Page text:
Some helpful tips for developing course materials for students with disabilities
- Ensuring accessibility of your Blackboard course is essential for students with disabilities (e.g., students who are blind, have low vision or who use assistive technology) and is beneficial to all students.
- The most common academic accommodation is extended time for exams/quizzes. Blackboard allows faculty to provide extra time on all timed assessments (quizzes, midterms and final exams). Students taking online exams and quizzes should not be required to be proctored at the campus.
- Ensure that all videos and multimedia used in your course (own videos and external sources) are correctly captioned.
- Principles of PowerPoint Accessibilitynew window
- Visit the ELITE's Closed Captions website to learn how to use YouTube Auto Captions feature to provide captions for your video.
Student to Student
Enhance Student Interaction and Collaboration
Fostering communication between students is important because it provides a sense of community (particularly during unusual times), and it allows you to reproduce any collaboration you build into your course to help keep students motivated to participate and learn. Many students are familiar with the Blackboard discussion tool and it provides an easy gateway to other student-to-student communication and collaboration strategies.
Consider some of these helpful tips:
- Use asynchronous tools when possible: Having students participate in live online conversations can be useful, but be mindful of potential technology challenges they (or you) may have based on personal location. Bandwidth requirements for discussion boards are far lower than for live video tools like Collaborate.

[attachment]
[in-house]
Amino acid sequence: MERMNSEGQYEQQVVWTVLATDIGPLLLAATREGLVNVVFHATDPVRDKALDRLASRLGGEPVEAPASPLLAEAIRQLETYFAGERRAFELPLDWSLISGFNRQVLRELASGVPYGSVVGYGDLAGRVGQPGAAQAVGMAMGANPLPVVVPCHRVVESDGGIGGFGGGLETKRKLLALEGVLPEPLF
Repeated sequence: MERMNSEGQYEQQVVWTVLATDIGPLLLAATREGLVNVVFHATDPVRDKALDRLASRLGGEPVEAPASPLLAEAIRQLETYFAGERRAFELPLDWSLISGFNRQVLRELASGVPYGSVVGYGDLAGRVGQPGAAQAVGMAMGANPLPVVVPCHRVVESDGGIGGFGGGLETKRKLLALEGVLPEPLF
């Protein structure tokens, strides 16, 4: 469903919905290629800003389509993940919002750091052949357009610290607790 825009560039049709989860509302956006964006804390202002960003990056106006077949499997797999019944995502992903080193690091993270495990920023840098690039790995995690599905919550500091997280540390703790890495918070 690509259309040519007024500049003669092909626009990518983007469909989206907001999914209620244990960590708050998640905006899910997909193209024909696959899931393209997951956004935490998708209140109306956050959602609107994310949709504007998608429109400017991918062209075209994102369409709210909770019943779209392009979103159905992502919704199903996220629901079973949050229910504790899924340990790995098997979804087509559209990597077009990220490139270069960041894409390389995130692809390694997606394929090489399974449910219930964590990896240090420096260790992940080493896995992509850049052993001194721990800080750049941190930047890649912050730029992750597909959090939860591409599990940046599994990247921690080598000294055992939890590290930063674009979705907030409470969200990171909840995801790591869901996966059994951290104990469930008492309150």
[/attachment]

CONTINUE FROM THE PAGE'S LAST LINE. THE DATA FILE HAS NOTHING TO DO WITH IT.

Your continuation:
- Align student-to-student interactions to course and module outcomes: Activities well suited to online interaction can be strategically planned to meet outcomes and prepare students for additional assignments or projects.
- Motivate active communication: Make sure students are accountable for the work they do in any online discussions or collaborations through clear assessment rubrics. Have students reflect on their contributions and on what they learned from the conversation through a personal blog shared with you.
- Create student groups: You can create student groups in Blackboard, which gives each group its own breakout page and set of communication tools. Group assignments, peer review and Google Doc co-authorship are all valuable ways to facilitate group work in the online environment.
Review the emergency remote teaching guide (PDF, ) for some resources as you prepare for remote teaching.
At Montgomery College, we use Blackboard as the Learning Management System for faculty who teach fully online or blended courses. Blackboard features exciting social learning and teaching tools that foster more logical, visually impactful and active learning opportunities for students.